Bruton discusses US-EU relations
Eva Binda | Friday, March 23, 2007
There wasn’t an empty seat Thursday in the Jordan Auditorium as students and faculty members packed in to hear European Union (EU) Ambassador to the U.S. John Bruton deliver the lecture “The Future of Economic and Political Relations between the European Union and the United States.” The lecture was as much an explanation of the nature of the European Union as it was an analysis of current political problems facing Europe and America.
Bruton, formerly the youngest prime minister in Ireland’s history, began his address by providing background information about the European Union. Founded 50 years ago this Sunday, the EU is composed of 27 member nations and is the only multi-national democracy in the world, he said.
“The 700 members of the Parliament are elected directly by the European people,” Bruton said. “It’s without precedent and proving to be a very good model.”
In addition to direct elections, Bruton said, the EU Parliament requires “full agreement of each member” before any measure is passed. This means that if one country does not agree to a treaty, it will not be approved, he said.
“We’ve created a political union that has expanded with the agreement of its members at every stage,” the ambassador said proudly.
Bruton also discussed certain requirements of membership in the EU. A country must “pass 80,000 pages of legislation” that includes everything from environmental regulations to workplace safety standards, he said. The country must also be a democracy and not allow the death penalty.
In return, countries reap the economic benefits of a common market. For example, a citizen from any EU country can work anywhere in the EU and goods from any member country can be sold anywhere in the Union. Bruton said Ireland, a rapidly growing economy known as the “Celtic Tiger,” would never have transformed itself into an economic power if it had not joined the EU.
Bruton, however, said the United States should not view the EU as a rival because both bodies are heavily invested in each other.
“We’re not rivals. We own part of the United States, and you own part of the EU,” he said referring to the fact that the U.S. is the largest investor in the EU and the EU is the largest investor in the U.S.
“U.S. companies make more profits in the EU than anywhere else,” Bruton said. “American companies make three times more from investments in Ireland alone than in China.”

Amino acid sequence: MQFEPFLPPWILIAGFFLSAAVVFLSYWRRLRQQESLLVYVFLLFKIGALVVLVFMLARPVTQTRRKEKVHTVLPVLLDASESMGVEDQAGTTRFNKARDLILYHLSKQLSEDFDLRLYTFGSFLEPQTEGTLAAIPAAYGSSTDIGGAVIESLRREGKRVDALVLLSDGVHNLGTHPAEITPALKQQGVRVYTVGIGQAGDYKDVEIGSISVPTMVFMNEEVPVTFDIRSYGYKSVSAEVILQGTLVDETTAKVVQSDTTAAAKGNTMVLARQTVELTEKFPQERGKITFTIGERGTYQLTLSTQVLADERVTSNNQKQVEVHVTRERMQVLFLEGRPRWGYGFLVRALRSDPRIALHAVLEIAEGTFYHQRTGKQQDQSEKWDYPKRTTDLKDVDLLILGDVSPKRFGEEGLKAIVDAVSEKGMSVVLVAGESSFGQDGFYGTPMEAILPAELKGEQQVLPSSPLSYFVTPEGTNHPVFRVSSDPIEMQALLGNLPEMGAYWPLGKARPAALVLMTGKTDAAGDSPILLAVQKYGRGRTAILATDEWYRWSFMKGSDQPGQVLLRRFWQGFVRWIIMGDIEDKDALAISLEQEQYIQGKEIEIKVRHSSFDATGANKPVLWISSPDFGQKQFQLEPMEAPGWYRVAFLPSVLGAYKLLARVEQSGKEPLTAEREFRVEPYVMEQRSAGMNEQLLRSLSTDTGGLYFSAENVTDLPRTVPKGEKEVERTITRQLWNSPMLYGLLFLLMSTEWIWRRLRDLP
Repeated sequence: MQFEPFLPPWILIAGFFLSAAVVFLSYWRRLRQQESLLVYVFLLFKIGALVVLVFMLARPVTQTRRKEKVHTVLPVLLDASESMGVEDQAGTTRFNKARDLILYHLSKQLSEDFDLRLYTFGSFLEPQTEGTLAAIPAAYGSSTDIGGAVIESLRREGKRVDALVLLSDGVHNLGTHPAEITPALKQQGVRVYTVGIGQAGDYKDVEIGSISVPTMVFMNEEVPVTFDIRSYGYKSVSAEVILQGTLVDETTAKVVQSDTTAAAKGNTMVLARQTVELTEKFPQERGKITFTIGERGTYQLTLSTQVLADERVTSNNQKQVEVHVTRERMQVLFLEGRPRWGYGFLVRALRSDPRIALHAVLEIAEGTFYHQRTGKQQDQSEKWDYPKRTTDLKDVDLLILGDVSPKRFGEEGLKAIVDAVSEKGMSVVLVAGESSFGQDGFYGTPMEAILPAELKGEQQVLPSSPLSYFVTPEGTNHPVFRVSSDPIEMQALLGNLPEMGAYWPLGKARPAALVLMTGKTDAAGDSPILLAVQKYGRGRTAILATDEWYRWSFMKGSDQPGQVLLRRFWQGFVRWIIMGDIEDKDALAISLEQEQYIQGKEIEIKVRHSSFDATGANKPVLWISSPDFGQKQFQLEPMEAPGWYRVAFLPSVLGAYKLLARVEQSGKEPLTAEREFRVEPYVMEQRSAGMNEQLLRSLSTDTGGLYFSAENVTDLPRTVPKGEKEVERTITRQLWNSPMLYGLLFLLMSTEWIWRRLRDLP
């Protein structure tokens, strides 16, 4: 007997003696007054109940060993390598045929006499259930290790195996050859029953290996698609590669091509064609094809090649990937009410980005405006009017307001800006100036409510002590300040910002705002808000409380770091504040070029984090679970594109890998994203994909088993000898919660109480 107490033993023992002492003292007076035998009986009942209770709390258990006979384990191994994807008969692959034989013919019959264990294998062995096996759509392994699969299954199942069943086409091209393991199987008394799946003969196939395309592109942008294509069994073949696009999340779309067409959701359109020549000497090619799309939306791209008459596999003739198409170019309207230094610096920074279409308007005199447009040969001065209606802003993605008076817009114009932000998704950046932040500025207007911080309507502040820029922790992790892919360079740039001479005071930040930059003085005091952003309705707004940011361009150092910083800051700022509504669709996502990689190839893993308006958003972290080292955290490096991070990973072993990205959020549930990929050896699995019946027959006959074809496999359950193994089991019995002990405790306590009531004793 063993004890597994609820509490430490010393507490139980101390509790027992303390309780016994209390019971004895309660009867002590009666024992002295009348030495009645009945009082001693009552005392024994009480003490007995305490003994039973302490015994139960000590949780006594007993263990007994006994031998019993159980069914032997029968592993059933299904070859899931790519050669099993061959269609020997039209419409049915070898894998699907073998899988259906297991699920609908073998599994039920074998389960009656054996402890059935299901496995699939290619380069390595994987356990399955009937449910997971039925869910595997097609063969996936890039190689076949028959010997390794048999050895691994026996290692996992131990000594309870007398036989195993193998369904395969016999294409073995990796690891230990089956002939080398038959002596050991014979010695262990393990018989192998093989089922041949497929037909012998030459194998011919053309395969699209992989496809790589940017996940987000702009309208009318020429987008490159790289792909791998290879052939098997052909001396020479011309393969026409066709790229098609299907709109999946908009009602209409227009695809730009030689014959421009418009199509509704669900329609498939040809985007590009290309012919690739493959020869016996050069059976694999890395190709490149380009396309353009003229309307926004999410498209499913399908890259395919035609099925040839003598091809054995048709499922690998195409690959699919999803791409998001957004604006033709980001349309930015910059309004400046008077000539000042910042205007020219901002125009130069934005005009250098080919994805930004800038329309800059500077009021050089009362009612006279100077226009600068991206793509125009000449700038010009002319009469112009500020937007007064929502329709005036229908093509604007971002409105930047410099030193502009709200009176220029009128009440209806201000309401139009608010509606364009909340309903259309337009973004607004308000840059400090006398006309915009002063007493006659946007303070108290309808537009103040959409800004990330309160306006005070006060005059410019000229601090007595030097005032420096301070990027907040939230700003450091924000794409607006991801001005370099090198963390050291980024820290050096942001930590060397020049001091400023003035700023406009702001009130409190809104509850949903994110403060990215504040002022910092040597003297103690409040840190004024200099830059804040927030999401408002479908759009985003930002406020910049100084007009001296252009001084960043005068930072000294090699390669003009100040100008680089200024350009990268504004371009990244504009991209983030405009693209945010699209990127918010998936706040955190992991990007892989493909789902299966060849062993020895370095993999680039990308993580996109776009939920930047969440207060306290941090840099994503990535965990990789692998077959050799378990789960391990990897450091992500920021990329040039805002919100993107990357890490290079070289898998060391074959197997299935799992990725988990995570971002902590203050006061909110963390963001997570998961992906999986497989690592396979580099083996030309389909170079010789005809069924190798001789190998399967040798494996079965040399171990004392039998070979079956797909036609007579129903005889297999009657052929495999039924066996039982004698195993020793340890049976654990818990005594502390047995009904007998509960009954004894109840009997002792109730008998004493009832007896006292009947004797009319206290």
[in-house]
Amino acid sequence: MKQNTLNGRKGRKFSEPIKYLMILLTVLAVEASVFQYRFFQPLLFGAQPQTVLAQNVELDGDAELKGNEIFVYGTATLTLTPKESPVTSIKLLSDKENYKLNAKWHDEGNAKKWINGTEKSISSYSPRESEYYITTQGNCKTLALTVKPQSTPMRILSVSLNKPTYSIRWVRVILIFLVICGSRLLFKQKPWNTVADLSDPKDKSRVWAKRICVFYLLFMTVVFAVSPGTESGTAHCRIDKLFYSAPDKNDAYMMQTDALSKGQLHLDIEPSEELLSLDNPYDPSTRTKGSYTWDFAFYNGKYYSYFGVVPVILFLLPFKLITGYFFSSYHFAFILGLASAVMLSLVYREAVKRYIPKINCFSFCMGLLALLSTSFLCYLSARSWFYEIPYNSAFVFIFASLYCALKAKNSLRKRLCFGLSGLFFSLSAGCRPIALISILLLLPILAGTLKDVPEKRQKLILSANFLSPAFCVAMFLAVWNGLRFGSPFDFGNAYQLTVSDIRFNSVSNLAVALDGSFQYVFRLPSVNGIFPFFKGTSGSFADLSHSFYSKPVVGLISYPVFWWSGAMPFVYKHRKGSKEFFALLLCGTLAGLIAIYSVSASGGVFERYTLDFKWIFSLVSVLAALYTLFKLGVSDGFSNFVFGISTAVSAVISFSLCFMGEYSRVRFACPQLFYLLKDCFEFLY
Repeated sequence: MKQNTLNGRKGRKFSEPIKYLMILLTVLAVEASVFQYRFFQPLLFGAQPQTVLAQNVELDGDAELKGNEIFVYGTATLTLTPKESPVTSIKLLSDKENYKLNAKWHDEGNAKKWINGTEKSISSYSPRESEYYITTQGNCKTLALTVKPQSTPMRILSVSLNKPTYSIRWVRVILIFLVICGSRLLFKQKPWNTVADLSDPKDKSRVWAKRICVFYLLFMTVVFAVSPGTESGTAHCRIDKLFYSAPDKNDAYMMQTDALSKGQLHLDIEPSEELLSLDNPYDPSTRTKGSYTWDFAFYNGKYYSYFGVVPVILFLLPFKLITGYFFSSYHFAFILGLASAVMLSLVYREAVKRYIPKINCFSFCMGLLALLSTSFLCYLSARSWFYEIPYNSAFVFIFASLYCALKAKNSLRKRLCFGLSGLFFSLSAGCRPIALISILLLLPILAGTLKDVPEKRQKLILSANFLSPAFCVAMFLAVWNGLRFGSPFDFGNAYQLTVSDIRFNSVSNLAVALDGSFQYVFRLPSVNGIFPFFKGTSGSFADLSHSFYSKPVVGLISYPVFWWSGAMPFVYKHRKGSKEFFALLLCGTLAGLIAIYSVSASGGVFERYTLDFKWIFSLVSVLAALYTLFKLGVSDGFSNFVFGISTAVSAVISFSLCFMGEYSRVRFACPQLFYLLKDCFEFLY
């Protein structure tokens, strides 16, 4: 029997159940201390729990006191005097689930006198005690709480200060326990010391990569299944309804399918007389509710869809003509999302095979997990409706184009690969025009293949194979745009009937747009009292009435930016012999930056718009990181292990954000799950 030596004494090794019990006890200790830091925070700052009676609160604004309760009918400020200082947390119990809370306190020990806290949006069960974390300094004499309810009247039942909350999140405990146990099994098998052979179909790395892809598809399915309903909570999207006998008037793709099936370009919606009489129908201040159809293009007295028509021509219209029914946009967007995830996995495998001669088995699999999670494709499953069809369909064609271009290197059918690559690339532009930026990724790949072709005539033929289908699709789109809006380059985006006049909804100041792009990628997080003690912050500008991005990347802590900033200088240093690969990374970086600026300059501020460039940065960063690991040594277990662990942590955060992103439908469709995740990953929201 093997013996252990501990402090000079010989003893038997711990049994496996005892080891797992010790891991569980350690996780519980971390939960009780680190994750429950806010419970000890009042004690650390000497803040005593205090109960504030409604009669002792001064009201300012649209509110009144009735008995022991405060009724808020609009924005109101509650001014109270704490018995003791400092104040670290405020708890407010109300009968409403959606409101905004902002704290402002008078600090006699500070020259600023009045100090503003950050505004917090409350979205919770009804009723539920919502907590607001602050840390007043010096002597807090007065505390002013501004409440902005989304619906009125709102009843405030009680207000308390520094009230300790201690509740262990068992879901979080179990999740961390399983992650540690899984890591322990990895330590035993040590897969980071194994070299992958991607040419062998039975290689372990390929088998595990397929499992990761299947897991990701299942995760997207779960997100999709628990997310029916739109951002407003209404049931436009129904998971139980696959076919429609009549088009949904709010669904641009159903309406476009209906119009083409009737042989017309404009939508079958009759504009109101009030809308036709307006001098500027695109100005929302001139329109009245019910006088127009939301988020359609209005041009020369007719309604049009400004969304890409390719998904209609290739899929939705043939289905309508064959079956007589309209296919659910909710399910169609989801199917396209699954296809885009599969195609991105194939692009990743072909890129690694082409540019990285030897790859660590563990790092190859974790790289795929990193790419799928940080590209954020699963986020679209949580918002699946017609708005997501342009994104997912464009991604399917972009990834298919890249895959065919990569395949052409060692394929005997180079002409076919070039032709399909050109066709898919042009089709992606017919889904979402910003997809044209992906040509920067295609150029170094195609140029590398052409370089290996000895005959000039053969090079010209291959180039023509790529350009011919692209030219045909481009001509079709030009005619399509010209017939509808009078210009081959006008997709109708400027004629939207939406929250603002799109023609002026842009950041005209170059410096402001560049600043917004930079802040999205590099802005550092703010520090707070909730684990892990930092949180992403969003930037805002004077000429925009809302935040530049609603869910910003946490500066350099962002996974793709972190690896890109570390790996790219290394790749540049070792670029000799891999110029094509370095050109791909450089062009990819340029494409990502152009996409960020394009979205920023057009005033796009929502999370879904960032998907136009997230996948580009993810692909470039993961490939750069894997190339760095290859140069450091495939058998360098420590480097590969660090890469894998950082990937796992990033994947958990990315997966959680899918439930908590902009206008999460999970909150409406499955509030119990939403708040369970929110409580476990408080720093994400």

But he didn’t deny there is a feeling of natural competitiveness from both sides.
“Europeans may feel superior when things go badly for the U.S.,” Bruton said. “You sometimes have the same feeling about Europe, but it’s important that we get on.”
Not only are the EU and United States conjoined by economic interests, but also by other issues such as the proliferation of nuclear weapons, the conflict between Israel and Palestine and global warming.
Bruton said the EU and U.S. are “working very closely” to deal with the issues of nuclear proliferation and the Israel-Palestine conflict.
“If we can work together with energy, commitment and vigor, we can find the answers,” Bruton said.
Regarding global warming, Bruton said the EU and the United States needed to accept responsibility for past actions that may have contributed to the crisis.
“The bulk of the greenhouse gases that are causing problems haven’t been put there by the Chinese, by the Indians, the Africans or anyone other than us – the U.S. and Europe,” he said.
Bruton stressed the importance of taking the lead and making sacrifices to solve environmental problems.
The ambassador also said Europeans would be willing to strive for lower greenhouse gas emissions if the United States agreed to the same standards.
Finally, Bruton said the period during which Europeans and Americans have the steering wheel and can set their agenda probably won’t last more than 20 or 30 more years.
“After that, other countries will be sharing the predominance with us,” he said.
Bruton challenged students to make a difference during the remaining supremacy of the EU and U.S.
“Your generation has a choice. Are we going to use our power to make sure everyone has the same chance to be free, to live in a world with peace?” he asked his audience. “We, Europeans and Americans working together, can do more than any people in history to change things in the next 20 years.”